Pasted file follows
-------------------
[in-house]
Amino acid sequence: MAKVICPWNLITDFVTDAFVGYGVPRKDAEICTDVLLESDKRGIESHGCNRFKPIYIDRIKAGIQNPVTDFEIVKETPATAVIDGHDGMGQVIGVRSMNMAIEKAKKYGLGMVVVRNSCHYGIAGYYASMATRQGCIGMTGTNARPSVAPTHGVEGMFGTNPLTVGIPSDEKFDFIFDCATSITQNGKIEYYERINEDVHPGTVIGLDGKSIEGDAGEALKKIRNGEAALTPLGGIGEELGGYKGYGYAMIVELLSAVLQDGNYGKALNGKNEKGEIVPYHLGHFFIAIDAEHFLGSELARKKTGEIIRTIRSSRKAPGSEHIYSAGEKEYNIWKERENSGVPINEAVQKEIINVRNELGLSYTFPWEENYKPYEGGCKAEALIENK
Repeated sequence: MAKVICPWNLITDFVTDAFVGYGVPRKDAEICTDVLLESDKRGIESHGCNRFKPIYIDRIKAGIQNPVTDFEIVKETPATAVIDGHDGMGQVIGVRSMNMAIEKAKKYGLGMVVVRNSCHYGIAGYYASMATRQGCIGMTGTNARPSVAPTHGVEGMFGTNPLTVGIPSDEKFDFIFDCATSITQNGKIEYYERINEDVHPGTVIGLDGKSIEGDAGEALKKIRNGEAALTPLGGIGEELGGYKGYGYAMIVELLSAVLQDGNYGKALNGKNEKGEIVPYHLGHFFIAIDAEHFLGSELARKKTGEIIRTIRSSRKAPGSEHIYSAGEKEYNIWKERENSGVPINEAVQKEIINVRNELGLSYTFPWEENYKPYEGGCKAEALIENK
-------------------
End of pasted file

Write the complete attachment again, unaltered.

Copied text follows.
[in-house]
Amino acid sequence: MAKVICPWNLITDFVTDAFVGYGVPRKDAEICTDVLLESDKRGIESHGCNRFKPIYIDRIKAGIQNPVTDFEIVKETPATAVIDGHDGMGQVIGVRSMNMAIEKAKKYGLGMVVVRNSCHYGIAGYYASMATRQGCIGMTGTNARPSVAPTHGVEGMFGTNPLTVGIPSDEKFDFIFDCATSITQNGKIEYYERINEDVHPGTVIGLDGKSIEGDAGEALKKIRNGEAALTPLGGIGEELGGYKGYGYAMIVELLSAVLQDGNYGKALNGKNEKGEIVPYHLGHFFIAIDAEHFLGSELARKKTGEIIRTIRSSRKAPGSEHIYSAGEKEYNIWKERENSGVPINEAVQKEIINVRNELGLSYTFPWEENYKPYEGGCKAEALIENK
Repeated sequence: MAKVICPWNLITDFVTDAFVGYGVPRKDAEICTDVLLESDKRGIESHGCNRFKPIYIDRIKAGIQNPVTDFEIVKETPATAVIDGHDGMGQVIGVRSMNMAIEKAKKYGLGMVVVRNSCHYGIAGYYASMATRQGCIGMTGTNARPSVAPTHGVEGMFGTNPLTVGIPSDEKFDFIFDCATSITQNGKIEYYERINEDVHPGTVIGLDGKSIEGDAGEALKKIRNGEAALTPLGGIGEELGGYKGYGYAMIVELLSAVLQDGNYGKALNGKNEKGEIVPYHLGHFFIAIDAEHFLGSELARKKTGEIIRTIRSSRKAPGSEHIYSAGEKEYNIWKERENSGVPINEAVQKEIINVRNELGLSYTFPWEENYKPYEGGCKAEALIENK